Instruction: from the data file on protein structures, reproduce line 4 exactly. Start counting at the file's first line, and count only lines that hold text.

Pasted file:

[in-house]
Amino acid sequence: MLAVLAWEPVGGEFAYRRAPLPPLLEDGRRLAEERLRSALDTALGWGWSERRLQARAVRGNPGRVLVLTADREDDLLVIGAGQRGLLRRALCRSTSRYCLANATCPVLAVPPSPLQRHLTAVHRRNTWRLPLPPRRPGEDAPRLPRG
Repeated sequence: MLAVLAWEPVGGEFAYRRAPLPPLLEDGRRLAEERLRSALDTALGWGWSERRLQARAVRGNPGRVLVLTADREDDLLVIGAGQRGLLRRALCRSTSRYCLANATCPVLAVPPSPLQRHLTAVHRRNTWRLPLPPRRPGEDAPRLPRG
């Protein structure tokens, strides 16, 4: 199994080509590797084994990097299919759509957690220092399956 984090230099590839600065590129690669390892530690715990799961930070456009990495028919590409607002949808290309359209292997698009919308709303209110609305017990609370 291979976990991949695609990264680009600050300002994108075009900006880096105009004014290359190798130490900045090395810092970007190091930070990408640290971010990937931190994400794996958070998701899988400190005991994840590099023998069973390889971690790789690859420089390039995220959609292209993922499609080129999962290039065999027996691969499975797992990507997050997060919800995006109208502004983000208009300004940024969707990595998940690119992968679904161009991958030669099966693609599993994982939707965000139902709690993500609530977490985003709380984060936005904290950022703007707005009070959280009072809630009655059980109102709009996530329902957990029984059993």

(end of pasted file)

């Protein structure tokens, strides 16, 4: 199994080509590797084994990097299919759509957690220092399956 984090230099590839600065590129690669390892530690715990799961930070456009990495028919590409607002949808290309359209292997698009919308709303209110609305017990609370 291979976990991949695609990264680009600050300002994108075009900006880096105009004014290359190798130490900045090395810092970007190091930070990408640290971010990937931190994400794996958070998701899988400190005991994840590099023998069973390889971690790789690859420089390039995220959609292209993922499609080129999962290039065999027996691969499975797992990507997050997060919800995006109208502004983000208009300004940024969707990595998940690119992968679904161009991958030669099966693609599993994982939707965000139902709690993500609530977490985003709380984060936005904290950022703007707005009070959280009072809630009655059980109102709009996530329902957990029984059993």